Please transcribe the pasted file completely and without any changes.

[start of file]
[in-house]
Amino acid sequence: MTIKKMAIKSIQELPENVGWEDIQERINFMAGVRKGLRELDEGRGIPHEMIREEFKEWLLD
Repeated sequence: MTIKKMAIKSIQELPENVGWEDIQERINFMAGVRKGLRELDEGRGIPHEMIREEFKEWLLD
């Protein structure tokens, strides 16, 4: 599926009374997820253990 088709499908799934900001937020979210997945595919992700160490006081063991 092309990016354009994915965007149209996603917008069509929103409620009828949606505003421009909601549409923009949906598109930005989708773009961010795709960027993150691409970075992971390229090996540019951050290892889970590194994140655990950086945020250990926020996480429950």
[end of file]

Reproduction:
[in-house]
Amino acid sequence: MTIKKMAIKSIQELPENVGWEDIQERINFMAGVRKGLRELDEGRGIPHEMIREEFKEWLLD
Repeated sequence: MTIKKMAIKSIQELPENVGWEDIQERINFMAGVRKGLRELDEGRGIPHEMIREEFKEWLLD
């Protein structure tokens, strides 16, 4: 599926009374997820253990 088709499908799934900001937020979210997945595919992700160490006081063991 092309990016354009994915965007149209996603917008069509929103409620009828949606505003421009909601549409923009949906598109930005989708773009961010795709960027993150691409970075992971390229090996540019951050290892889970590194994140655990950086945020250990926020996480429950």